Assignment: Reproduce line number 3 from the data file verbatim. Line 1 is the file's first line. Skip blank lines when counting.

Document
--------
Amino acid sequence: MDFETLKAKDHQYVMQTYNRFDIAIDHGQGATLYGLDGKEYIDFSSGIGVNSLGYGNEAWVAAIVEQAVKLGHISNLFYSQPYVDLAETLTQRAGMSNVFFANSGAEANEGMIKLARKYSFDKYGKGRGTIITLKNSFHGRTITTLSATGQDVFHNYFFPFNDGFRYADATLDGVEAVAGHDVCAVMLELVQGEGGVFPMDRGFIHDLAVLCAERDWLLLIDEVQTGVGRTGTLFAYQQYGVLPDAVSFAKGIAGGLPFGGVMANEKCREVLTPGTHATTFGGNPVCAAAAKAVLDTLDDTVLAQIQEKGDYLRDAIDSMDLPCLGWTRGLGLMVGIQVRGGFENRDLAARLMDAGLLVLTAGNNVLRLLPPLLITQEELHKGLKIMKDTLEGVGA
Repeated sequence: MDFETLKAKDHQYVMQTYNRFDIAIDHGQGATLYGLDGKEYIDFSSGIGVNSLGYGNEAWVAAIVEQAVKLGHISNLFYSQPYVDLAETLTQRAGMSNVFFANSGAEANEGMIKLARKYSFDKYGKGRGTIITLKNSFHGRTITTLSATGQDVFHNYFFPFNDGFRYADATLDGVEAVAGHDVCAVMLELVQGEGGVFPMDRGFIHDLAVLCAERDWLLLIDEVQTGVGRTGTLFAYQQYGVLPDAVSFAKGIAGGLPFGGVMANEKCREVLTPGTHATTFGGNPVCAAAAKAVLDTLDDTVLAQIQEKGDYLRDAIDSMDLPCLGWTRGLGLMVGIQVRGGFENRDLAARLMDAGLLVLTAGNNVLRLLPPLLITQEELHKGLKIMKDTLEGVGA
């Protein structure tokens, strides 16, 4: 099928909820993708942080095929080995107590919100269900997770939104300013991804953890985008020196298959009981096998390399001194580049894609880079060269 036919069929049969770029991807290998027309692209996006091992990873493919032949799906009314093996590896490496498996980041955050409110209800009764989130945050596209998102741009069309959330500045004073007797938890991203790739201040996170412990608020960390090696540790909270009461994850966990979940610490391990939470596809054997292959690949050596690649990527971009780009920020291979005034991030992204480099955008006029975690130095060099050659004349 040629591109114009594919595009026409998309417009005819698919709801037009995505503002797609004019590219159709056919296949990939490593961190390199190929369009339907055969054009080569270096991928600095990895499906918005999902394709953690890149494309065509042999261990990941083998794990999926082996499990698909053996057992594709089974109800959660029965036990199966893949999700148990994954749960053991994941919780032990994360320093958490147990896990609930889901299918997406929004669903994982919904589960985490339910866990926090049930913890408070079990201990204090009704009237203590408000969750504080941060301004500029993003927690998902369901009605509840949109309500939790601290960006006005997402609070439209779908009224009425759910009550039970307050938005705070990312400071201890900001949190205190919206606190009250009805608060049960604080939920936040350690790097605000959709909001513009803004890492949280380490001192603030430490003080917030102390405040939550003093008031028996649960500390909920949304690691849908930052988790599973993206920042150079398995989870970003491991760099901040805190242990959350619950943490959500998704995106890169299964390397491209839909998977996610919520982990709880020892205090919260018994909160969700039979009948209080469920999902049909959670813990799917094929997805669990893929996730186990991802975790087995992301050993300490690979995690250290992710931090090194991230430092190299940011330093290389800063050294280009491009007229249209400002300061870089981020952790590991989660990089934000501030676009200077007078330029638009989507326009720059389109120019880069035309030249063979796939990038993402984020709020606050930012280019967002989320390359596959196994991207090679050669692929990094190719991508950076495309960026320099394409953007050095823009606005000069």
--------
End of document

């Protein structure tokens, strides 16, 4: 099928909820993708942080095929080995107590919100269900997770939104300013991804953890985008020196298959009981096998390399001194580049894609880079060269 036919069929049969770029991807290998027309692209996006091992990873493919032949799906009314093996590896490496498996980041955050409110209800009764989130945050596209998102741009069309959330500045004073007797938890991203790739201040996170412990608020960390090696540790909270009461994850966990979940610490391990939470596809054997292959690949050596690649990527971009780009920020291979005034991030992204480099955008006029975690130095060099050659004349 040629591109114009594919595009026409998309417009005819698919709801037009995505503002797609004019590219159709056919296949990939490593961190390199190929369009339907055969054009080569270096991928600095990895499906918005999902394709953690890149494309065509042999261990990941083998794990999926082996499990698909053996057992594709089974109800959660029965036990199966893949999700148990994954749960053991994941919780032990994360320093958490147990896990609930889901299918997406929004669903994982919904589960985490339910866990926090049930913890408070079990201990204090009704009237203590408000969750504080941060301004500029993003927690998902369901009605509840949109309500939790601290960006006005997402609070439209779908009224009425759910009550039970307050938005705070990312400071201890900001949190205190919206606190009250009805608060049960604080939920936040350690790097605000959709909001513009803004890492949280380490001192603030430490003080917030102390405040939550003093008031028996649960500390909920949304690691849908930052988790599973993206920042150079398995989870970003491991760099901040805190242990959350619950943490959500998704995106890169299964390397491209839909998977996610919520982990709880020892205090919260018994909160969700039979009948209080469920999902049909959670813990799917094929997805669990893929996730186990991802975790087995992301050993300490690979995690250290992710931090090194991230430092190299940011330093290389800063050294280009491009007229249209400002300061870089981020952790590991989660990089934000501030676009200077007078330029638009989507326009720059389109120019880069035309030249063979796939990038993402984020709020606050930012280019967002989320390359596959196994991207090679050669692929990094190719991508950076495309960026320099394409953007050095823009606005000069």